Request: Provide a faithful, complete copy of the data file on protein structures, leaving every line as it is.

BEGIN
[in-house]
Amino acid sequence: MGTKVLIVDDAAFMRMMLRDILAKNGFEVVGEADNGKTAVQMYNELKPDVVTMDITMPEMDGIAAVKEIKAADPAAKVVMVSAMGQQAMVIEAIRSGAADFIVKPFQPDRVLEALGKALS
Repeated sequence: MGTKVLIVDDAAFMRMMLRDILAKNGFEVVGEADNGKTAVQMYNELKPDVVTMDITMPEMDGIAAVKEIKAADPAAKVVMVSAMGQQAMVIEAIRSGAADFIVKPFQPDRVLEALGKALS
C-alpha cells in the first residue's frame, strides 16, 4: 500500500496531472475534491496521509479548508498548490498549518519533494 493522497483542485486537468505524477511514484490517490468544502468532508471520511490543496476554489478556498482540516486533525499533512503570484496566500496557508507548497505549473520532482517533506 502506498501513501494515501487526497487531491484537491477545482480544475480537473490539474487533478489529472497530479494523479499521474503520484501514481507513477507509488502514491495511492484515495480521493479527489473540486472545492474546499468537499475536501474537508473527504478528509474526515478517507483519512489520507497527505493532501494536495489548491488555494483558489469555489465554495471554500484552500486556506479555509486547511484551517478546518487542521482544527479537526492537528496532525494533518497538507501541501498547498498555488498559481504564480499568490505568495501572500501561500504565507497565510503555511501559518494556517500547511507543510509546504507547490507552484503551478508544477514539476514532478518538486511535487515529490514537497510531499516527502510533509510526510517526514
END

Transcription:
[in-house]
Amino acid sequence: MGTKVLIVDDAAFMRMMLRDILAKNGFEVVGEADNGKTAVQMYNELKPDVVTMDITMPEMDGIAAVKEIKAADPAAKVVMVSAMGQQAMVIEAIRSGAADFIVKPFQPDRVLEALGKALS
Repeated sequence: MGTKVLIVDDAAFMRMMLRDILAKNGFEVVGEADNGKTAVQMYNELKPDVVTMDITMPEMDGIAAVKEIKAADPAAKVVMVSAMGQQAMVIEAIRSGAADFIVKPFQPDRVLEALGKALS
C-alpha cells in the first residue's frame, strides 16, 4: 500500500496531472475534491496521509479548508498548490498549518519533494 493522497483542485486537468505524477511514484490517490468544502468532508471520511490543496476554489478556498482540516486533525499533512503570484496566500496557508507548497505549473520532482517533506 502506498501513501494515501487526497487531491484537491477545482480544475480537473490539474487533478489529472497530479494523479499521474503520484501514481507513477507509488502514491495511492484515495480521493479527489473540486472545492474546499468537499475536501474537508473527504478528509474526515478517507483519512489520507497527505493532501494536495489548491488555494483558489469555489465554495471554500484552500486556506479555509486547511484551517478546518487542521482544527479537526492537528496532525494533518497538507501541501498547498498555488498559481504564480499568490505568495501572500501561500504565507497565510503555511501559518494556517500547511507543510509546504507547490507552484503551478508544477514539476514532478518538486511535487515529490514537497510531499516527502510533509510526510517526514